For me it was a combination of short films, commercials, music videos and adapting my artistic practice as a theatre director to the medium of film. As I mentioned, I didn’t have the resources to self-fund shorts so the six I’ve made have been a combination of those done via film school, and small commissions. Whilst I was living in NYC, I was commissioned by Artology and The Guardian in Australia to create two experimental shorts with Australian actors, A Lovesong based on a T.S Eliot poem, and Alice based on a Noel Coward song. The freedom I was given on this project – in terms of adapting the texts, collaborating with the actors and the visual language, was instrumental in honing my voice. Alice in particular captured a style, tone and visual metaphor I was also exploring in my longer form projects and has been really key in helping me move into that space. 

Commercials and music videos have been instrumental in honing my craft and technical skills as it allowed me to be on set a lot in between drama gigs – and often with the budget to try out new ideas. I think the discipline of managing multiple agendas on set  – from client to agency to production, was also brilliant training for the world of TV where you are often juggling notes from various execs and the network.

How did you get your first break?

My early breakthroughs were mostly self-driven, or driven by being selected on various schemes – like Making it Possible, BFI Network and the Women in Film and TV mentoring scheme. They helped give me the confidence to ask a high-end TV director if I could shadow her on Hanna which she was directing for Amazon Prime. That shadowing then led to the opportunity to direct some second unit for the show, thanks to the director and producer championing me. Having that credit was so helpful in terms of opening doors in high-end TV, and it helped me start a conversation with agents – which eventually led me to signing with 42 Management.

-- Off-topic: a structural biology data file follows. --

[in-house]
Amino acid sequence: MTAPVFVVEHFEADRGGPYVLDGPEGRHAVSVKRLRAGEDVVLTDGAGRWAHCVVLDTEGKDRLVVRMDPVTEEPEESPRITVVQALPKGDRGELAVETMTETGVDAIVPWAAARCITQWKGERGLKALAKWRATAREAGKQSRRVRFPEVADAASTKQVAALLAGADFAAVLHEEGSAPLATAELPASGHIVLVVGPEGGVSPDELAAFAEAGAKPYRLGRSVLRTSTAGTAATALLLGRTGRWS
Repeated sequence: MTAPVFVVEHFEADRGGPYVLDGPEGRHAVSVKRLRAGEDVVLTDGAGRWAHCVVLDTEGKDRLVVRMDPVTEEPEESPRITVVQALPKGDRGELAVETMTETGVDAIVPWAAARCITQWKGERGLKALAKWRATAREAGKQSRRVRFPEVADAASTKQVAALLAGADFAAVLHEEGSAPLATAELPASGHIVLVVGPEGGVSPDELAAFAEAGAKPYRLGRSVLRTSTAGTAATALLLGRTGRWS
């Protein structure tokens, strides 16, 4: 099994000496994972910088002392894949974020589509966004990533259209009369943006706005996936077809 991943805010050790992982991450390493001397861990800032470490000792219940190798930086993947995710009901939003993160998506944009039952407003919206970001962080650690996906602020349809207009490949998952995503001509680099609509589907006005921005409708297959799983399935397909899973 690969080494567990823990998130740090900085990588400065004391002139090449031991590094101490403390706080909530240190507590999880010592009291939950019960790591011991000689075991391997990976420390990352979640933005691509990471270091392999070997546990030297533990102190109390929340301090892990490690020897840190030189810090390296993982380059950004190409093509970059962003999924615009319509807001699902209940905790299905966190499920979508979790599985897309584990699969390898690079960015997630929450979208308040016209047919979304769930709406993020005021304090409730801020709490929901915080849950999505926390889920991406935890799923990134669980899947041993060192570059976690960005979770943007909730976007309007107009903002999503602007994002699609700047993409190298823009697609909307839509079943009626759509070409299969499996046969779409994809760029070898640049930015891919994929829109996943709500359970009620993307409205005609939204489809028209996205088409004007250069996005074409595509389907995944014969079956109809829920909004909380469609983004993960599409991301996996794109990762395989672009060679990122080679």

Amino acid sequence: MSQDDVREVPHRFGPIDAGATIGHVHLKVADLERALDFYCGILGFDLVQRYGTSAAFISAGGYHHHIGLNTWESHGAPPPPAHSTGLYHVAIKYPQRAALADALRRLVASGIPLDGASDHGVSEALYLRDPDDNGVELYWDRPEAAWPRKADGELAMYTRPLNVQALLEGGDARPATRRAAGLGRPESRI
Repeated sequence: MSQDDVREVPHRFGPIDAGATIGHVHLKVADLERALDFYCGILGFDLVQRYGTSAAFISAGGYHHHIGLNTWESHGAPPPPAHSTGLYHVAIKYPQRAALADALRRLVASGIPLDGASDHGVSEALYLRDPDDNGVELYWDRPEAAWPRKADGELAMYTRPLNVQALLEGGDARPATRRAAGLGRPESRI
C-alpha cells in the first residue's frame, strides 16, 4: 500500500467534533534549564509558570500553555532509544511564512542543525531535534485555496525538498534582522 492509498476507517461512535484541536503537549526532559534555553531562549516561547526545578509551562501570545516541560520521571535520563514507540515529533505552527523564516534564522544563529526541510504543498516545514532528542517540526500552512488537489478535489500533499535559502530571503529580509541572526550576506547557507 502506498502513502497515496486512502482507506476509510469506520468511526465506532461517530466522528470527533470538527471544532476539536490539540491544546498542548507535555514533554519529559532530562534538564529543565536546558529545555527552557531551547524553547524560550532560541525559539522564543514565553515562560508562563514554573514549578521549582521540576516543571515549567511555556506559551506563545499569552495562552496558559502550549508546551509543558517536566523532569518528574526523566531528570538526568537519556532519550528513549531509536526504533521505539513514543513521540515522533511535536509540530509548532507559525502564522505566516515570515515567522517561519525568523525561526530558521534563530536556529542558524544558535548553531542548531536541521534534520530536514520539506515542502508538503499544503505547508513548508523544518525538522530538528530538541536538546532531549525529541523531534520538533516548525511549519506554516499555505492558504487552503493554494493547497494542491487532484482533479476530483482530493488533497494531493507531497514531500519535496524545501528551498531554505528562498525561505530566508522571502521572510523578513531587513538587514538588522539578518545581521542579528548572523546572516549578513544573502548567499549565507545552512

After I got my agent, my breaks in TV definitely came through them – especially in terms of getting me in the room with producers and execs for upcoming shows. I had meetings for two shows before landing the job directing one of two feature-length episodes for McDonald & Dodds, ITV’s new detective drama, produced by Mammoth Screen. To get the job I had a meeting with the series producer, and one of the exec producers, before a follow-up meeting with the other exec producer and MD of Mammoth. Because it was a new show there was a lot of discussion over the scripts, the style and the tone of the show, as well as my take on the particular story of my episode. 

I think my theatre training is a real asset in these meetings – I have a very high-level understanding of script structure, dramaturgy and character which feels like a huge bonus when it comes to discussing new work. And my experience working with actors and writers, which also comes from theatre, is really helpful. 

In terms of my feature, and TV work I’m developing, most of these breaks come through planting many seeds and seeing which one takes! Developing any original work is a long-term process so it helps to not have all your eggs in one basket. And find your key collaborators, especially quality producers. They are always the ones that keep you going through what can be quite a tricky and arduous process.

TV Credits: McDonald & Dodds (2020).

Film Credits: Hairpin (2011), Ricochet (2012), The Language of Love (2013), The Orchard (2014), Shadow / Self (2015), A Lovesong (2016), Alice (2017).

Photograph: Emma Furno